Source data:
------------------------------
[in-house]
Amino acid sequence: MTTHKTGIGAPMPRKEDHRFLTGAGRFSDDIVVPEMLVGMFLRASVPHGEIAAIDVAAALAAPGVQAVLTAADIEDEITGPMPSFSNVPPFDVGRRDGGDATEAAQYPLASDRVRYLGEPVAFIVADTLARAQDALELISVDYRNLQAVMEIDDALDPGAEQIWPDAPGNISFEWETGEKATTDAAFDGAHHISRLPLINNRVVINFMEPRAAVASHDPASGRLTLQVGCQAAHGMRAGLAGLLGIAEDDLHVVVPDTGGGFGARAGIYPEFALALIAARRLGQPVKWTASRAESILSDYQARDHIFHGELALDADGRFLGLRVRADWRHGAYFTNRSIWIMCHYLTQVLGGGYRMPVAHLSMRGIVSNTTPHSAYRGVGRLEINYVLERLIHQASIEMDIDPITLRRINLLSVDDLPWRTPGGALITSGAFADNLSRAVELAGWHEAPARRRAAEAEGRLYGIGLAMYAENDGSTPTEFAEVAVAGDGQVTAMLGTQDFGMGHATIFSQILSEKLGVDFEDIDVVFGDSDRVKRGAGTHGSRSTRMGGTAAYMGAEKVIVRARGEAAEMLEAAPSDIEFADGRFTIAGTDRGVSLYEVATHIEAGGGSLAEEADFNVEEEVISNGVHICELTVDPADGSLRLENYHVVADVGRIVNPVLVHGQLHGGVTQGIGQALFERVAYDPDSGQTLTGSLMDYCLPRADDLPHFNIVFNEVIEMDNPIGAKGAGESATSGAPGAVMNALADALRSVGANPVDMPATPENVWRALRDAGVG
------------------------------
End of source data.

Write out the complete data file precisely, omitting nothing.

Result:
[in-house]
Amino acid sequence: MTTHKTGIGAPMPRKEDHRFLTGAGRFSDDIVVPEMLVGMFLRASVPHGEIAAIDVAAALAAPGVQAVLTAADIEDEITGPMPSFSNVPPFDVGRRDGGDATEAAQYPLASDRVRYLGEPVAFIVADTLARAQDALELISVDYRNLQAVMEIDDALDPGAEQIWPDAPGNISFEWETGEKATTDAAFDGAHHISRLPLINNRVVINFMEPRAAVASHDPASGRLTLQVGCQAAHGMRAGLAGLLGIAEDDLHVVVPDTGGGFGARAGIYPEFALALIAARRLGQPVKWTASRAESILSDYQARDHIFHGELALDADGRFLGLRVRADWRHGAYFTNRSIWIMCHYLTQVLGGGYRMPVAHLSMRGIVSNTTPHSAYRGVGRLEINYVLERLIHQASIEMDIDPITLRRINLLSVDDLPWRTPGGALITSGAFADNLSRAVELAGWHEAPARRRAAEAEGRLYGIGLAMYAENDGSTPTEFAEVAVAGDGQVTAMLGTQDFGMGHATIFSQILSEKLGVDFEDIDVVFGDSDRVKRGAGTHGSRSTRMGGTAAYMGAEKVIVRARGEAAEMLEAAPSDIEFADGRFTIAGTDRGVSLYEVATHIEAGGGSLAEEADFNVEEEVISNGVHICELTVDPADGSLRLENYHVVADVGRIVNPVLVHGQLHGGVTQGIGQALFERVAYDPDSGQTLTGSLMDYCLPRADDLPHFNIVFNEVIEMDNPIGAKGAGESATSGAPGAVMNALADALRSVGANPVDMPATPENVWRALRDAGVG